Minnesota Rep. Chip Cravaack is among several House Republican freshmen who have spent thousands since January on the perks of the office, including expensive car leases and pricey advertising contracts, Politico reported Wednesday.
Politico found at least 15 GOP freshmen who have spent tens of thousands of dollars on mass communication to boost exposure in their home districts. And Texas Rep. Francisco Canseco spent $75,000 on a one-year online advertising contract.
Cravaack’s automobile lease – among the most expensive of any member of Congress at about $1,000 per month, according to MinnPost – earned the rookie Republican criticism from Minnesota Democrats on Wednesday.
Politico writers Jake Sherman and John Bresnahan found several GOP freshmen who’ve been quick to spend thousands on perks like these since taking office in January. But the article also finds several examples of prominent rookie Republicans – including North Dakota’s Rick Berg – who have kept their taxpayer spending to a minimum:
Minnesota Rep. Chip Cravaack, who unseated longtime Iron Range Democratic Rep. Jim Oberstar, spent $1,700 on an automobile lease in March. His office said the price tag is inflated because of initial purchasing costs, but the 2011 Chevrolet Equinox AWD will cost taxpayers â€œroughly $1,000 [per month] for the remainder of the lease.â€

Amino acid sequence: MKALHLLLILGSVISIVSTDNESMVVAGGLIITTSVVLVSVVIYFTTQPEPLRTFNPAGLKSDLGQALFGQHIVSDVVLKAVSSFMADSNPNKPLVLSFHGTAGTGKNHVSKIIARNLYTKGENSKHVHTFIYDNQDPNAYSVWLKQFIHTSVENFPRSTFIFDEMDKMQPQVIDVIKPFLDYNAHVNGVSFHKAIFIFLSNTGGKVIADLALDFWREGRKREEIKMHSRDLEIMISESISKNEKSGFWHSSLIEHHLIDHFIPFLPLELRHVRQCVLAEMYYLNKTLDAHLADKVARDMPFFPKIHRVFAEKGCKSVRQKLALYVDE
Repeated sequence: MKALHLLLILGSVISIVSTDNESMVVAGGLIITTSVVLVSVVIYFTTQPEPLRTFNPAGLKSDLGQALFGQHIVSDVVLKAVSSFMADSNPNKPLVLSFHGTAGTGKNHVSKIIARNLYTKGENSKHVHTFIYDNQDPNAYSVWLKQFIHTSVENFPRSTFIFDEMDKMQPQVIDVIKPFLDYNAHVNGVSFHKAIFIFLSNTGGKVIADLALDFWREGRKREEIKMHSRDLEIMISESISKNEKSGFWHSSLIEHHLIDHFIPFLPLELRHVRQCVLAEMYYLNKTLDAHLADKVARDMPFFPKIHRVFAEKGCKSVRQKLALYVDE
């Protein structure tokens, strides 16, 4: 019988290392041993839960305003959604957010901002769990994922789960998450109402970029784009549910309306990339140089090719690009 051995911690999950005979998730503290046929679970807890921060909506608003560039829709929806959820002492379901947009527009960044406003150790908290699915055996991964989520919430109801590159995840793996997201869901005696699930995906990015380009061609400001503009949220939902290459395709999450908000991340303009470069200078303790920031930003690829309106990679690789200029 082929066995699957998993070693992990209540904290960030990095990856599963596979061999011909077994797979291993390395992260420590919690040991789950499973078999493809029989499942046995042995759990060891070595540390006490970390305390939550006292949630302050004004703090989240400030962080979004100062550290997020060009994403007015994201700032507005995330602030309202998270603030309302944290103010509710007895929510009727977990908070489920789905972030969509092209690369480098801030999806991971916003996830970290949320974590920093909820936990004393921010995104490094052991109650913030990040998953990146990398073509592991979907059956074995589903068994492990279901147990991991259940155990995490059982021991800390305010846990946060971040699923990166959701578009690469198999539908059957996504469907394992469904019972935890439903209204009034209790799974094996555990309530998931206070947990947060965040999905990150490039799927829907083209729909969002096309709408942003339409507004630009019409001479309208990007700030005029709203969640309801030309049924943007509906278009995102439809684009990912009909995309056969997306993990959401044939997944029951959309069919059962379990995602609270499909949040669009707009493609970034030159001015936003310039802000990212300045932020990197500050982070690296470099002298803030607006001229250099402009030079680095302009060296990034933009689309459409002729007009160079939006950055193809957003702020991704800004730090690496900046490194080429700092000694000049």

Congressional car leases have been a significant source of controversy in the past â€” Rep. Charles Rangel (D-N.Y.) faced criticism for a $777 a month Cadillac lease a few years ago â€” but Cravaackâ€™s office said he needs the car because of the size and climate of the district, frequent trips home and â€œan extensive mobile office constituent outreach program.â€
The spending habits of freshmen like Kinzinger contrast with those of other high-profile rookie members who spent nothing on congressional franking during the first quarter, including Republican Reps. Allen West and Sandy Adams of Florida, Rick Berg of North Dakota and Larry Bucshon of Indiana. Some Republican frosh have so far decided against leasing cars on the taxpayer dime as well. Many lawmakers donâ€™t send mailings in the first quarter, insiders say.